On the cover of the new volume Eliot is captured in a still from 16mm home movie footage outside Canterbury Cathedral, squinting a little, perhaps, in the June sunlight as his play Murder in the Cathedral is prepared for its initial performances in the Chapter House. In terms of Eliot’s writing this volume is dominated by his forays into drama: the verse-pageant The Rock, performed to raise funds for church-building in London and, emerging out of that, a play about Thomas Becket that goes by the title of ‘The Archbishop Murder Case’ or ‘Fear in the Way’ until it finally acquires that by which it is known today. There is little in the way of poetry, although the volume ends, tantalisingly, with a letter from New Year’s Eve 1935 to Donald Brace in which Eliot refers to a poem he hopes to finish ‘within the next fortnight’ – a work which will become ‘Burnt Norton’ and, in time, the first of the great Four Quartets sequence. Although he expresses his doubts as to the subject, Eliot’s poetry isn’t finished after all.

The fact that each new volume of Eliot’s correspondence covers only two years of his life is a reflection, in part, of how much business that life contained. Editorial duties at Faber and Faber and on the Criterion take up time and space, although the letters produced by such duties allow us to see Eliot promoting and encouraging the work of Louis MacNeice, Stephen Spender, W. H. Auden, Marianne Moore and others, along with an ongoing correspondence with Ezra Pound, conducted in a idiolect known to both parties but designed to frustrate the reader almost as much as a reading of Pound’s Cantos would do.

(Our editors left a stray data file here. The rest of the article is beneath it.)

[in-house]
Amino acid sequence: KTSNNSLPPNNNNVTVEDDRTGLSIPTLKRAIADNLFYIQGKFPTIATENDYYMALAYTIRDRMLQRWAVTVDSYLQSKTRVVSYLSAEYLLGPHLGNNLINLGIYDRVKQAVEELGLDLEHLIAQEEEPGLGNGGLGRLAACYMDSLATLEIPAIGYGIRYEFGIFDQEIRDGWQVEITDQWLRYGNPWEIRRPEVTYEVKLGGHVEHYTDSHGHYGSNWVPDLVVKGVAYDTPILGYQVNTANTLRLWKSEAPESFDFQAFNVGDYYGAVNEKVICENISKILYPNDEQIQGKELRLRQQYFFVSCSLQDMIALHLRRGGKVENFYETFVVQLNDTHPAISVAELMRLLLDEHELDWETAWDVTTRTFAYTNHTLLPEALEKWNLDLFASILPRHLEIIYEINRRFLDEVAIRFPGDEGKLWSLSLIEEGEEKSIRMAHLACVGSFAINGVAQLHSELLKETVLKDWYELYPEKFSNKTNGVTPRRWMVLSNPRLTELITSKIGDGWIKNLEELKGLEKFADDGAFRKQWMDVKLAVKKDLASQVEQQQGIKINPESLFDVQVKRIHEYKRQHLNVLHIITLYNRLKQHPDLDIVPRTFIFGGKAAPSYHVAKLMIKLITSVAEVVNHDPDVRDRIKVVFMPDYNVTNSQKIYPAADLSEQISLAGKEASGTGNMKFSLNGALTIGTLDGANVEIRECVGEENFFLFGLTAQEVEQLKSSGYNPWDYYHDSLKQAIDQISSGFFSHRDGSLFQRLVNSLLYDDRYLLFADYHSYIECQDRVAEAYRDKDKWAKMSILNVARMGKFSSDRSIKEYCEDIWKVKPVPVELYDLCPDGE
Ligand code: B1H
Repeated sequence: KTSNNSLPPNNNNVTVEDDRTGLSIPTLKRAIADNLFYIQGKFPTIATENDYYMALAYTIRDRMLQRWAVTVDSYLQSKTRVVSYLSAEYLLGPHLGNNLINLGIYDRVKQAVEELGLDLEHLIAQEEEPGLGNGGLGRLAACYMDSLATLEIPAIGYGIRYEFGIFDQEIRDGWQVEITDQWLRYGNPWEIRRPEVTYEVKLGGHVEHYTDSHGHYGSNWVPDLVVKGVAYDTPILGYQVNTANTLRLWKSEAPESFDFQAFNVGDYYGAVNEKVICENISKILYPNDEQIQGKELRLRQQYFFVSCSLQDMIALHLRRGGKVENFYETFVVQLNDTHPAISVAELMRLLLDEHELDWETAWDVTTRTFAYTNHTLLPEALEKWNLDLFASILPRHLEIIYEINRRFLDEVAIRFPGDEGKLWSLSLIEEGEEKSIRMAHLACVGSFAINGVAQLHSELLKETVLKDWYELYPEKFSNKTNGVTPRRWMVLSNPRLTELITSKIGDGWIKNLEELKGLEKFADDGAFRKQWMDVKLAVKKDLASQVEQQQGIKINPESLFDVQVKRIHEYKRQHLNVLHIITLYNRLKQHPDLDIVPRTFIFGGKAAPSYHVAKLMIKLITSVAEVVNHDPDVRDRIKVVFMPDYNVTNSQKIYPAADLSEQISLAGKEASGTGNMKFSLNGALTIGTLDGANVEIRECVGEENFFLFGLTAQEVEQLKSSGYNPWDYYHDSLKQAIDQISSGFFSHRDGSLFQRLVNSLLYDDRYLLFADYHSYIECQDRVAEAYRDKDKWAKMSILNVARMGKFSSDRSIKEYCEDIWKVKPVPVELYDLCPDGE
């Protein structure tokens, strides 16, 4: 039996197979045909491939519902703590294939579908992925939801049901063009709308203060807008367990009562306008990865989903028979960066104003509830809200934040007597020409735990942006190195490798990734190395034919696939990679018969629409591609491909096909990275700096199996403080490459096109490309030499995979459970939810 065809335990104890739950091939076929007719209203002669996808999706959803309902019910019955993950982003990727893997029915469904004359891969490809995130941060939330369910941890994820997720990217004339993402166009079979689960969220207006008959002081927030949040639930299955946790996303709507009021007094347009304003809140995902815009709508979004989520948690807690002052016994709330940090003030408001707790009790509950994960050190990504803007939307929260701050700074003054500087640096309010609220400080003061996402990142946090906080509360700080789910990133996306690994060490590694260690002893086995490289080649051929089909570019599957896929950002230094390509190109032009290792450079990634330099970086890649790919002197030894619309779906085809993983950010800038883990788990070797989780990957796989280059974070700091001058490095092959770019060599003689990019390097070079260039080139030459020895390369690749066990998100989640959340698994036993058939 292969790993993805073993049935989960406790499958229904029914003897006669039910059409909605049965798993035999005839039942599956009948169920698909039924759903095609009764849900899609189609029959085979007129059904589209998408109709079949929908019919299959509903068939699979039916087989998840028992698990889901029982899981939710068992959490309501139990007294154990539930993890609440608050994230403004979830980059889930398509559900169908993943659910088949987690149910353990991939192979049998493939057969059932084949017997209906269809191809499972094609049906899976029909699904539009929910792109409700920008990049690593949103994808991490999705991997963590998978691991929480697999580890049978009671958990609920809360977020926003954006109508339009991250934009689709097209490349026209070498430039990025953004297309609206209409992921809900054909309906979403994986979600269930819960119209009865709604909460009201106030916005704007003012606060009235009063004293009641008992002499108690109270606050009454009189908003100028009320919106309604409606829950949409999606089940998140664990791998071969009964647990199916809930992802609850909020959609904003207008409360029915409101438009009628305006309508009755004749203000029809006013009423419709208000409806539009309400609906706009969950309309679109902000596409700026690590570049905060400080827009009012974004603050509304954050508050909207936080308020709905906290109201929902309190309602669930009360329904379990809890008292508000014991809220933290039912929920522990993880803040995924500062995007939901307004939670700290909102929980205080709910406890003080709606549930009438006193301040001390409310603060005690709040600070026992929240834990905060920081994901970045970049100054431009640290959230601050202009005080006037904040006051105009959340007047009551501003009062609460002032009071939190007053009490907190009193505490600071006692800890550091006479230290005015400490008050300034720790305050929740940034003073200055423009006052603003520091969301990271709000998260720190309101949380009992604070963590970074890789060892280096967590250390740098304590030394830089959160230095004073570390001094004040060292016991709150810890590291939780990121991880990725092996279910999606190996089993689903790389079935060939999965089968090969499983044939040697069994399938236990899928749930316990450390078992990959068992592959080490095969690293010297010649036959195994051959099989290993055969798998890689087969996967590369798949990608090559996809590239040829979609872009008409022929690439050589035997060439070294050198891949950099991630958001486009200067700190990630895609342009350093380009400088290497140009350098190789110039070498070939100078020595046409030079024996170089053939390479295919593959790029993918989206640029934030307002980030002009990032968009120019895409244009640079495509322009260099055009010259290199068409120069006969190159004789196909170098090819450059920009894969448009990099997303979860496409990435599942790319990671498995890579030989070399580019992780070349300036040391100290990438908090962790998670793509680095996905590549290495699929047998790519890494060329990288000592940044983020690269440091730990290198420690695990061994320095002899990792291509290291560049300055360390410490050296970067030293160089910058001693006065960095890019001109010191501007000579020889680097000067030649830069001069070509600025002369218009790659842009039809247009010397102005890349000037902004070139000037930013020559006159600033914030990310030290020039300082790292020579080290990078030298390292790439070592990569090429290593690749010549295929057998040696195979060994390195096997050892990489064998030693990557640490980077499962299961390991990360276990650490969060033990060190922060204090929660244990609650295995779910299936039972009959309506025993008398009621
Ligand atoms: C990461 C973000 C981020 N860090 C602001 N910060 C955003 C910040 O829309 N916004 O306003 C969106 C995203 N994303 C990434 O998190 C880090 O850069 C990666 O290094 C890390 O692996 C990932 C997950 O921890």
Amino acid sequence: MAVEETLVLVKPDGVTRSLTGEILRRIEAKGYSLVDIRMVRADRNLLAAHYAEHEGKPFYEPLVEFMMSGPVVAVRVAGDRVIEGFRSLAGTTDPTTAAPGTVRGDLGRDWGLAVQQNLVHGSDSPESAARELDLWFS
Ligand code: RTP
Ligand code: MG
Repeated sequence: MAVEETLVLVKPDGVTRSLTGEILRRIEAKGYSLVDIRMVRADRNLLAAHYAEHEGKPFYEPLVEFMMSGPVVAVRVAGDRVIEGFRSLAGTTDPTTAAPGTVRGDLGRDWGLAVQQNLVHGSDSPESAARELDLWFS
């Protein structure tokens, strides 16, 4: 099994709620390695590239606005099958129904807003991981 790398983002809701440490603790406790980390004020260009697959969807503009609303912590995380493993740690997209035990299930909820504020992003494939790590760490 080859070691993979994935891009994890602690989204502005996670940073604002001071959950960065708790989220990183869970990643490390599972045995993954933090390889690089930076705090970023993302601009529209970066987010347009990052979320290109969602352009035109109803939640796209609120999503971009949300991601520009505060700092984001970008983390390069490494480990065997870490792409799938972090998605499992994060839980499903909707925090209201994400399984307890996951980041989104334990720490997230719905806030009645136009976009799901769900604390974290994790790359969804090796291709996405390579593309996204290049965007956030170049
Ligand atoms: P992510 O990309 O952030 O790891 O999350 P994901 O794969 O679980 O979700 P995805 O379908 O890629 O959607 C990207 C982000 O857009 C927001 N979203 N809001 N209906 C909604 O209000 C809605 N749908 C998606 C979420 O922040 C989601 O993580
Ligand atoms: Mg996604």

Two external factors, however, make this volume significant. The first is in Eliot’s personal life, and his decision – on returning from his 1932-3 teaching year at Harvard – to formally separate from his wife Vivienne. Eliot biographers have wrestled with this for years, trying to see the separation as one not only rooted in Eliot’s despair at his marriage but also a spiritual conviction that only so drastic an action could save both parties. Vivienne’s unstable mental state, with its bouts of psychosomatic ill-health undoubtedly placed an enormous strain on the couple, especially when Eliot’s own fragile mental equilibrium is considered as well, but the asceticism of his ‘renunciation’ puts his still relatively new Christian faith to the test and is arguably something that he was never wholly able to explain to himself. When in ‘Little Gidding’ (1942) the speaker is warned of “the things ill done and done to others’ harm / Which once you took for exercise of virtue” it’s hard not to see the roots of that crisis in the behaviour of a man who lodges with a priest so as to avoid returning to his marital home and conducts all dealings with his wife through a solicitor as he files writs to have his personal effects and books recovered. When Vivienne attempts to track her errant husband down to the Faber offices in Russell Square Eliot’s secretaries keep her occupied with excuses while Tom exits by a rear door to avoid seeing her. Unstable as she may have been, Vivienne could hardly have been treated thus and not suffered even greater anguish. Towards the end of the volume we learn that she has attended a public lecture given by her husband on 18th November 1935 and ‘met’ him afterwards – an event that Eliot scholars will recall as the occasion when Tom is said to have said “how do you do?” to his wife, signed the books she was holding and with a final comment about being unable to talk with her at that moment made his exit, never to see her again.